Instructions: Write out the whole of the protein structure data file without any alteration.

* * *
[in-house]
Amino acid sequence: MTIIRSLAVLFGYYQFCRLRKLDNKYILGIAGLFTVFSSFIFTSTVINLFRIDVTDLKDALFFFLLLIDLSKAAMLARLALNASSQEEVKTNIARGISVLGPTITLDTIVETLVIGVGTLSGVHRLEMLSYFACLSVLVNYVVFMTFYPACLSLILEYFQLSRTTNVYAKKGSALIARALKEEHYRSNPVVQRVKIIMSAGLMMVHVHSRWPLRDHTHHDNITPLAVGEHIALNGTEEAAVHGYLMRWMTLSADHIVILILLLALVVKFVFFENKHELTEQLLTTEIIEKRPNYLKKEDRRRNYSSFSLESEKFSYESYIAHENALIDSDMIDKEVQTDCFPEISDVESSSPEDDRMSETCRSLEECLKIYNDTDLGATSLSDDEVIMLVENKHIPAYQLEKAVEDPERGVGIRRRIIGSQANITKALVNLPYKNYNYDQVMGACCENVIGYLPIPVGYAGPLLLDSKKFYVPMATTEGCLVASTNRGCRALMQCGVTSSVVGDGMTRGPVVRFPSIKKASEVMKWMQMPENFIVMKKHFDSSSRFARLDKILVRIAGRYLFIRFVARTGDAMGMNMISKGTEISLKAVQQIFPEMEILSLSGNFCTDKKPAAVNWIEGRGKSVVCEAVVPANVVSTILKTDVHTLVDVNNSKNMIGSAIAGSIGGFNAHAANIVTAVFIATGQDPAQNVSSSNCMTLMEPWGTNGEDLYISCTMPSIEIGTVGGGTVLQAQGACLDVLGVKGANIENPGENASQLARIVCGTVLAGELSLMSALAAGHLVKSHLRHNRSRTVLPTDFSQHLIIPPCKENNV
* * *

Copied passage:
[in-house]
Amino acid sequence: MTIIRSLAVLFGYYQFCRLRKLDNKYILGIAGLFTVFSSFIFTSTVINLFRIDVTDLKDALFFFLLLIDLSKAAMLARLALNASSQEEVKTNIARGISVLGPTITLDTIVETLVIGVGTLSGVHRLEMLSYFACLSVLVNYVVFMTFYPACLSLILEYFQLSRTTNVYAKKGSALIARALKEEHYRSNPVVQRVKIIMSAGLMMVHVHSRWPLRDHTHHDNITPLAVGEHIALNGTEEAAVHGYLMRWMTLSADHIVILILLLALVVKFVFFENKHELTEQLLTTEIIEKRPNYLKKEDRRRNYSSFSLESEKFSYESYIAHENALIDSDMIDKEVQTDCFPEISDVESSSPEDDRMSETCRSLEECLKIYNDTDLGATSLSDDEVIMLVENKHIPAYQLEKAVEDPERGVGIRRRIIGSQANITKALVNLPYKNYNYDQVMGACCENVIGYLPIPVGYAGPLLLDSKKFYVPMATTEGCLVASTNRGCRALMQCGVTSSVVGDGMTRGPVVRFPSIKKASEVMKWMQMPENFIVMKKHFDSSSRFARLDKILVRIAGRYLFIRFVARTGDAMGMNMISKGTEISLKAVQQIFPEMEILSLSGNFCTDKKPAAVNWIEGRGKSVVCEAVVPANVVSTILKTDVHTLVDVNNSKNMIGSAIAGSIGGFNAHAANIVTAVFIATGQDPAQNVSSSNCMTLMEPWGTNGEDLYISCTMPSIEIGTVGGGTVLQAQGACLDVLGVKGANIENPGENASQLARIVCGTVLAGELSLMSALAAGHLVKSHLRHNRSRTVLPTDFSQHLIIPPCKENNV